All the above is my opion. Ken Henry

2/26/2004 8:46:31 PM

 
Robert Bridges

member since: 5/12/2003
  Here's a variation on the above - a question and a problem to be solved. I will be shooting a trade show down the road. I have shot there before and the lighting basically sucks. It is a mix of sodium vapor, daylight balanced florescent, and photo flood lights ....these three are the overheads - then various displays will use tungstens/and god knows what else. In the past I have used the Fuji Press and its ok but it tends to be too red. Flash is out of the question both from a logistical and an expense persepective. Am wondering (Ken) if Reala would be a decent choice?
I have never used that film so I have no clue. I can and no doubt will have to do some back end color corrections.......any suggestions?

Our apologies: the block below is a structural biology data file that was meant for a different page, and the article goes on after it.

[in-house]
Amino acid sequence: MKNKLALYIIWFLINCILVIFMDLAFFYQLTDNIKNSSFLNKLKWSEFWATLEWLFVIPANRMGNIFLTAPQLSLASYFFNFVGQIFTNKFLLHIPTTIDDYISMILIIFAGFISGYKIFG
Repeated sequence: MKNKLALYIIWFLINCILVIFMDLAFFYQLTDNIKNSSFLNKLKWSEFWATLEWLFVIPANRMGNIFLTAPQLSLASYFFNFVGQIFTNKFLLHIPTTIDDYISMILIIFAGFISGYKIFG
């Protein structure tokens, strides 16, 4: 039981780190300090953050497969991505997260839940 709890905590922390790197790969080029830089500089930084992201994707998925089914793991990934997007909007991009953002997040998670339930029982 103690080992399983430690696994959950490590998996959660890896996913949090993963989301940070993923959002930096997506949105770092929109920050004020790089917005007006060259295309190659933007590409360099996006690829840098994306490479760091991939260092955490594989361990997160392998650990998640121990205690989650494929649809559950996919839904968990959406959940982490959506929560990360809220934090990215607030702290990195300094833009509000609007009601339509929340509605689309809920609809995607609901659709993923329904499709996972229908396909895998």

Rob

2/26/2004 9:42:46 PM

 
Sandra Persch
BetterPhoto Member
Contact Sandra
Sandra's Gallery

member since: 2/17/2004
  I don't like Kodak. I usually go for AGFA as the coloring is better and the shorts clearer, as least with my camera.

When I last used an Kodak 200 film the prints had a golden shine. It was nice on some prints but above all it didn't really fit.

If you can't get your hands on AGFA, FUJI is quite an adequate alternative.

2/27/2004 10:35:52 AM

 
Gregory LaGrange
BetterPhoto Member
gregorylagrange.org

member since: 11/11/2003
  Clearer shorts? Is that see-thru underwear, or you just need a new laundry detergent?

2/27/2004 2:19:49 PM